The Western Digital WD 2 TB Hard Drive (WD2000FYYZ) is a technological marvel. Modern hard disks records data onto a disk coated with a magnet material spinning at 7200 rpms. A read-write head records data by changing the direction of magnetization on magnetic domains in the magnetic material on the disk platter. The magnetization is the North-South direction of the magnetic field recorded onto the disk. North-South pointing magnetic field (up) might represent a 1 and a South-North (Down) pointing magnetic field might represent a 0, for example. The bottom of Figure 1 shows this Perpendicular Magnetic Recording (PMR) technique. PMR increases the bit density to permit storage of 1-4 TB of data for the RE series of drives. Western digital has been using PMR since 2006 for 2.5 inch drive and then in 2009 for 2 TB drives for the first time.
Figure 1 Perpendicular Magnetic Recording (PMR) Illustration (image source Wikipedia)
The head flies very close to the platter on a cushion of air, and the height is controlled dynamically on the RE drive for better reliability. This flying height can be as small as 3 nm in modern hard drives. Figure 2 shows a photograph the read-write head actuated over the disk platter.
Figure 2 Hard Drive Platter with Read-Write Head (image source Wikipedia)
The head contains a coil to magnetize domains or bits during write operations, and a Giant MagnetoResistive (GMR) read head to detect the magnetization direction during read operations. Figure 3 shows an illustration of the head structure and the GMR read head and is also known as a spin valve sensor.
Figure 3 Read Sensor (image source NationalMagLab)
The GMR read head contains an antiferromagnetic layer (NiO, PtMn, or IrMn), a pinned ferromagnetic layer (Co), a non-magnetic layer (Cu), and a free magnetic layer (NiFe). The antiferromagnetic layer fixes or pins the magnetization direction in ferromagnetic layer (Co) next to it so that the pinned layer does not change in the presence of an external magnetic field from a magnetic bit on the platter. The magnetization direction of the free layer (NiFe) changes with the direction of the magnetization of the magnetic bit on the platter (magnetic bit). When the magnetization direction of the pinned layer and the free layer are pointing in the same direction, then the current flowing in the nonmagnetic copper layer encounters a low resistance (see Figure 4). When the magnetization direction of the pinned layer and free layer are pointing in opposite directions, then the current in the nonmagnetic copper layer encounters a high resistance.
Figure 4 GMR Read Sensor Illustration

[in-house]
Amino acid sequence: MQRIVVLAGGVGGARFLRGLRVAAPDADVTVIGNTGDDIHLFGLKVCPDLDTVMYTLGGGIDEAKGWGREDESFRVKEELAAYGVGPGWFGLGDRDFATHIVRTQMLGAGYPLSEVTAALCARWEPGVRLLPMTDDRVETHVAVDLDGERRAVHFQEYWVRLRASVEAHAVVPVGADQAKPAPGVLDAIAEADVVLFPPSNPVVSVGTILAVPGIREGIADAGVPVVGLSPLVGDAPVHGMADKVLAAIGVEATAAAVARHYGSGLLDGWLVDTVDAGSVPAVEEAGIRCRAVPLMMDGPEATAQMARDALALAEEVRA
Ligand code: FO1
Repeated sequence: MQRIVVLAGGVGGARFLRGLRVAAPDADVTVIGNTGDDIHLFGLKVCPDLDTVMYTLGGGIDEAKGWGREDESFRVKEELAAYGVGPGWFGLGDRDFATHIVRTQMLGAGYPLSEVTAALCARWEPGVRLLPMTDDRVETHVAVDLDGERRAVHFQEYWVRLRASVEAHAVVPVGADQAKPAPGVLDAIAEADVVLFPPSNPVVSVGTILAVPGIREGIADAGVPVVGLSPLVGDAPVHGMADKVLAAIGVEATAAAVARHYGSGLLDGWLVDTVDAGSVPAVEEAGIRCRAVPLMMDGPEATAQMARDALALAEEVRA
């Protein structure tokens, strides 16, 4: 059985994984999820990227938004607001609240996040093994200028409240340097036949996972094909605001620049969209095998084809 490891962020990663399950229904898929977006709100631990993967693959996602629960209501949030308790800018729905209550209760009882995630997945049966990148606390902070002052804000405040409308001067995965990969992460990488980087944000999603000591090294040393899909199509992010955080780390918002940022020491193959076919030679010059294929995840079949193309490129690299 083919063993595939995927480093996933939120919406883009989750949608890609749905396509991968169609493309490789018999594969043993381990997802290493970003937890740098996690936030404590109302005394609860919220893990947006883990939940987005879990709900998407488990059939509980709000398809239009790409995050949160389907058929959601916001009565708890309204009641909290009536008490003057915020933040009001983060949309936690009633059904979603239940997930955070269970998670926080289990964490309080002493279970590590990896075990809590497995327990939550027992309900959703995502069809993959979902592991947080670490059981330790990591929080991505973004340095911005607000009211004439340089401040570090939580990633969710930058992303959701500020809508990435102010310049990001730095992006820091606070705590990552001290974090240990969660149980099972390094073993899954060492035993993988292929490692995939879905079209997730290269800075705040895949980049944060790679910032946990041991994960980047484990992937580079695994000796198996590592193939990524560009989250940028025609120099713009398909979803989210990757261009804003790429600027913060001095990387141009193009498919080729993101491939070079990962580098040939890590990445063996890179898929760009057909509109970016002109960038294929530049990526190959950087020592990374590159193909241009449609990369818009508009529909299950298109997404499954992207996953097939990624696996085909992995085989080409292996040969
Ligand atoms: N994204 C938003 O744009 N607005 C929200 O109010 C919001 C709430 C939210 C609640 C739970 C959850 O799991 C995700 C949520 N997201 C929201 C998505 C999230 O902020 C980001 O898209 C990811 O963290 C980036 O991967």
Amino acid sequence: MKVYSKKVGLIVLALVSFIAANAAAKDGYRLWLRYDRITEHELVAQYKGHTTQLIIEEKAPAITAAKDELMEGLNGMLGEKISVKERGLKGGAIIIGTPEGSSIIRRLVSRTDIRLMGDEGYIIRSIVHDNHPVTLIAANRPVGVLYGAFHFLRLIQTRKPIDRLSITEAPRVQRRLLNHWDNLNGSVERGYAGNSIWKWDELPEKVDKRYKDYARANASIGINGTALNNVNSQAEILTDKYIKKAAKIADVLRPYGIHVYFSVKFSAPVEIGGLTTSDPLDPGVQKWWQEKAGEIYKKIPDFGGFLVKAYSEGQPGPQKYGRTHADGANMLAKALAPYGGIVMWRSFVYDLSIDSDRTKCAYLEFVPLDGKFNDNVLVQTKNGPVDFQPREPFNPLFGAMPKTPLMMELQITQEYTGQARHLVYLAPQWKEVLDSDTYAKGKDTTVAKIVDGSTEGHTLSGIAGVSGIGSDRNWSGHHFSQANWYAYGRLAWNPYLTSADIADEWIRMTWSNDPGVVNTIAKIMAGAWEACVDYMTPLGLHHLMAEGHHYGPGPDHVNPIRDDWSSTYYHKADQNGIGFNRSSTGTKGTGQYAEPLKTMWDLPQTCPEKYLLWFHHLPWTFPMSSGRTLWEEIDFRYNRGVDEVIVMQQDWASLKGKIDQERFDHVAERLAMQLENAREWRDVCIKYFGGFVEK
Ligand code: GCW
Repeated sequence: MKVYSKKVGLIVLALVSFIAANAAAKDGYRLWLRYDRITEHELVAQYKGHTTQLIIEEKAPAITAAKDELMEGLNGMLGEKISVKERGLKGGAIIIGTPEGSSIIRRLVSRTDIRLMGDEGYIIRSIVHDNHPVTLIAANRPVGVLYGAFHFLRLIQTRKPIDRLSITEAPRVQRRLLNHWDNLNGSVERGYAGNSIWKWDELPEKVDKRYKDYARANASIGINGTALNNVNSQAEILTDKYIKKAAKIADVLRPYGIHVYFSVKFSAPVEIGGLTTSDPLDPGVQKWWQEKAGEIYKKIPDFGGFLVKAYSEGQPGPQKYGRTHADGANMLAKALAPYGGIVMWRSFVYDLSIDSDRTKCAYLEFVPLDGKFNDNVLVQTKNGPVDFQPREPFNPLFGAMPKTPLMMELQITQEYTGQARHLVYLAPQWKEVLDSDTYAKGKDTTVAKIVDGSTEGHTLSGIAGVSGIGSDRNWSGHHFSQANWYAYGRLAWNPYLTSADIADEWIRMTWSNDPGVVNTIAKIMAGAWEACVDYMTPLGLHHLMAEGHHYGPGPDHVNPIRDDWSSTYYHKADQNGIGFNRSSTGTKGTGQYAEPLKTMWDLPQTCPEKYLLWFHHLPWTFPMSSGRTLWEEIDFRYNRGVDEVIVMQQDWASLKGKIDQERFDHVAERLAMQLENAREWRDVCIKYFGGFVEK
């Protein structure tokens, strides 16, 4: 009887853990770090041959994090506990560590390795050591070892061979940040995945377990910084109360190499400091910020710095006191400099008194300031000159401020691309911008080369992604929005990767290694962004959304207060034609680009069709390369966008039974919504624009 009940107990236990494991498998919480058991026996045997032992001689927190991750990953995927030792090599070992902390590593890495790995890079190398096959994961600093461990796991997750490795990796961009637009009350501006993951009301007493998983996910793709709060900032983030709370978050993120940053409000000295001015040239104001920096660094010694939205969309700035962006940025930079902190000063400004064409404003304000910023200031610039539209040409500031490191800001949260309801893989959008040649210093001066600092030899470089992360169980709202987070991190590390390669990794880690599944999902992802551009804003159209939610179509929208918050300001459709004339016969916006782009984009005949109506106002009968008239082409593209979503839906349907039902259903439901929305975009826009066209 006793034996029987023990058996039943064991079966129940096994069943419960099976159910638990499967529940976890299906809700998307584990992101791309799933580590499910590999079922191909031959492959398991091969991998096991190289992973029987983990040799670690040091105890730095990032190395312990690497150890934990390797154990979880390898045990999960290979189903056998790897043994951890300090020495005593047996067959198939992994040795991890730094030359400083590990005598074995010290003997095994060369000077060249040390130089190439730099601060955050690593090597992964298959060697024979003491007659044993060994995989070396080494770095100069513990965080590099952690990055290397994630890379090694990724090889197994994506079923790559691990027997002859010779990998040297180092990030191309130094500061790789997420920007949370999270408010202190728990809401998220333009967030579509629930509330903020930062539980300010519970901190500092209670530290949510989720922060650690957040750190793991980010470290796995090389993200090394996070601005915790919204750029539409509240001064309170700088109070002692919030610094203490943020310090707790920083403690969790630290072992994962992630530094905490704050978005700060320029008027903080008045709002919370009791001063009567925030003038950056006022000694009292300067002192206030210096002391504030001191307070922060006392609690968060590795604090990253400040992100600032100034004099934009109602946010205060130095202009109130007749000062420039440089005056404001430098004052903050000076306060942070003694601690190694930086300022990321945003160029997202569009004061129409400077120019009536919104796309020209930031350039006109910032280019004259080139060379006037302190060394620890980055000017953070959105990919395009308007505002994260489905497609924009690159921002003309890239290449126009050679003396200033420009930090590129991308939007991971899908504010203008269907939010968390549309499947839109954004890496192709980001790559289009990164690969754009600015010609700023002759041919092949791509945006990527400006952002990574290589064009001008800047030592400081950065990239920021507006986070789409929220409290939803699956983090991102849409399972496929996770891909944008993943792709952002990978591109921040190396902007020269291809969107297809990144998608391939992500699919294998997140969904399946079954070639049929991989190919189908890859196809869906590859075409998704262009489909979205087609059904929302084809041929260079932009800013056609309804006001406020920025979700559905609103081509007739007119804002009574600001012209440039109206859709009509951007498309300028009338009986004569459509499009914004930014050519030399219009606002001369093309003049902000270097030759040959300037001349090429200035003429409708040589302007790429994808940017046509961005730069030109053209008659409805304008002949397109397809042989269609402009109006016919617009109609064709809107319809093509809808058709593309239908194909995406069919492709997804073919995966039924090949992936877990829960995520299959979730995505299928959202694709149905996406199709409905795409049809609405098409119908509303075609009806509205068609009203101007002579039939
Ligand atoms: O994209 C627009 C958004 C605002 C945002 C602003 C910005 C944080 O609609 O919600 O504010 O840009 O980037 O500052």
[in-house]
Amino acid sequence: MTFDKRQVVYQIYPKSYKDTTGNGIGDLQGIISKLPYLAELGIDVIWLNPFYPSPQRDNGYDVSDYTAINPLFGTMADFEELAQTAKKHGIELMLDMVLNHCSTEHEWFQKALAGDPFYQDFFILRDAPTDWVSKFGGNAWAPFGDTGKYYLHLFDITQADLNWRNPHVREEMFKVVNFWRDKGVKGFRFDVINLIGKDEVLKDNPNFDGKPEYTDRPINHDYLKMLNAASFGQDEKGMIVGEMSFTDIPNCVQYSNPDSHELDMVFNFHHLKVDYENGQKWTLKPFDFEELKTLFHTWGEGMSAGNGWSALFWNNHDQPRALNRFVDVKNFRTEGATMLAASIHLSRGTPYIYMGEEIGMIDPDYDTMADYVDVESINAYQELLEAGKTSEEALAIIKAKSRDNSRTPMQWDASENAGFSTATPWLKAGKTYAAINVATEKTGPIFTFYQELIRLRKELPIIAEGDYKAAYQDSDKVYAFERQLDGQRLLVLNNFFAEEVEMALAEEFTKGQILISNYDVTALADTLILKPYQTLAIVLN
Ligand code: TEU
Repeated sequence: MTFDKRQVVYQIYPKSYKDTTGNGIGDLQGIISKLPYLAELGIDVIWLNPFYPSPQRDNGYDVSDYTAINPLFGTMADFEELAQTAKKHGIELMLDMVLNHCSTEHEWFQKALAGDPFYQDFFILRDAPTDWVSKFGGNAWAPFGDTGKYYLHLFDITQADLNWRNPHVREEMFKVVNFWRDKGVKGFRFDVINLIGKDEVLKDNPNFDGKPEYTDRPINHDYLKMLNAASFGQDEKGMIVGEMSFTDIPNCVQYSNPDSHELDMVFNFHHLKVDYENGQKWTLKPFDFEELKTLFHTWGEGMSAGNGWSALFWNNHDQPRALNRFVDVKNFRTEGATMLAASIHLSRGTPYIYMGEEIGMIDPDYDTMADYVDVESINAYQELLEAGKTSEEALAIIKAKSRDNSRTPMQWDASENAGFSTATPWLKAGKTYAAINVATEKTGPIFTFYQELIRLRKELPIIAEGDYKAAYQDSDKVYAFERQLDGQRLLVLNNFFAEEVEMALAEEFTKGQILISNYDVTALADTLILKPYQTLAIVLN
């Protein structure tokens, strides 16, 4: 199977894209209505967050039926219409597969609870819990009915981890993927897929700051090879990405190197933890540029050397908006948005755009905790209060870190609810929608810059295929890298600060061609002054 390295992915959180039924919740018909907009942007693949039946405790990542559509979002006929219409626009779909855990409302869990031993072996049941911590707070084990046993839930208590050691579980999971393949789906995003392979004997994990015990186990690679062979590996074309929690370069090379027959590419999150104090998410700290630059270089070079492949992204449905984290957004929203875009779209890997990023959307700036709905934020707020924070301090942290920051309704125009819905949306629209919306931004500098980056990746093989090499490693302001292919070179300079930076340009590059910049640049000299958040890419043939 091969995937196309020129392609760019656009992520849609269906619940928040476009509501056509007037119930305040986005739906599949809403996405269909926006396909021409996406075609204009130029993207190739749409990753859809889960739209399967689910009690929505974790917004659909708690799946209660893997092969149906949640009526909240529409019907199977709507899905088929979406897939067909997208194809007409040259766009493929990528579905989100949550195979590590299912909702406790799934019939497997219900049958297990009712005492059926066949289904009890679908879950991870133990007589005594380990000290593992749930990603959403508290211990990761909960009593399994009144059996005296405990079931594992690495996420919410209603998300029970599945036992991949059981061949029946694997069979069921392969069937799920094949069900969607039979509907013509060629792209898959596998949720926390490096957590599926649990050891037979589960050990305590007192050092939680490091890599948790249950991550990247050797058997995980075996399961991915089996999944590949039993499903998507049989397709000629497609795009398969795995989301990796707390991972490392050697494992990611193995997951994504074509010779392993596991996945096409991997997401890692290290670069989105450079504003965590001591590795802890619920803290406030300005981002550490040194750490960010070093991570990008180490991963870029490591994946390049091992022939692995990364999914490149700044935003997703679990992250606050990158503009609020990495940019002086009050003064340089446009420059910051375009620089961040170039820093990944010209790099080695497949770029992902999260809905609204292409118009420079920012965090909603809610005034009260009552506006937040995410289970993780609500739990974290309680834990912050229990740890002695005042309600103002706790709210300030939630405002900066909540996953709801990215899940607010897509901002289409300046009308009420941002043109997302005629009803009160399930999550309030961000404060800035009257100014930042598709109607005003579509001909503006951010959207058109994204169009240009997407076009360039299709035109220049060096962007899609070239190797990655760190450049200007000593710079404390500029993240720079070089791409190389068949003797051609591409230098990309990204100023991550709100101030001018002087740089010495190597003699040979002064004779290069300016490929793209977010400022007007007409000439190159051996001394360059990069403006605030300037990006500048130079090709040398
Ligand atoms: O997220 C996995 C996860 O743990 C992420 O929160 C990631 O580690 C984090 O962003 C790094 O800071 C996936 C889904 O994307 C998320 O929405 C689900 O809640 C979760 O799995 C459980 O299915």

This is a quantum mechanical affect. The current in the copper layer is a flow of electrons that have variety of magnetization directions. When the magnetization direction of the pinned and free layers are pointing in the same direction, then electrons with that same magnetization direction as the two layers are scattered less often and experience lower resistance. When the magnetization directions of the pinned and free layers are pointing in opposite direction, then more electrons are scattered and experience a high resistance.
Figure 5 shows the front of the box that the bare drive was shipped in.
Figure 5 WD RE 2 TB Enterprise Hard Drive Box Front
Figure 6 shows the front of the drive.
Figure 6 WD RE 2 TB Enterprise Hard Drive Front
Figure 7 shows the back of the drive.
Figure 7 WD RE 2 TB Enterprise Hard Drive Back
Figure 8 shows the unboxing video of the WD RE 2 TB Enterprise Hard Drive.
Figure 8 WD RE 2 TB Enterprise Hard Drive Unboxing Video
The WD RE is an enterprise drive designed for reliability and high levels of read-write access per year (550 TB/year). The reliability is achieved by design and by extended thermal burn-in tests. I selected this drive for its performance and reliability in the hope that it will last way more than three years. I’ve had a batch of enterprise grade disks from Seagate that failed in that period of time. The datasheet indicates that the hard disk has a maximum transfer rate of 164 MB/s. The Samsung Magician tool indicated a sequential read-write rate of between 66 to 194 MB/s which exceeds the maximum transfer rate spec of the drive. Perhaps, some buffering is occurring to give better throughput transfer rates. The system drive Magician benchmarks are shown in Table 1.
Table 1 Drive Benchmark
Samsung 850 Pro SSD 512 GB
WD RE 2 TB
Seagate Barracuda ES.2 1 TB
I use the 2 TB WD RE drive for user files and it has been performing well. I’ve been pleased with this drive and I’m looking forward to working with it for a long time. It contains some really neat technologies but the details of the technology are hard to determine. Western Digital does not post much about the technology in their drives for some reason. I wish they would post some white papers on their drive technology.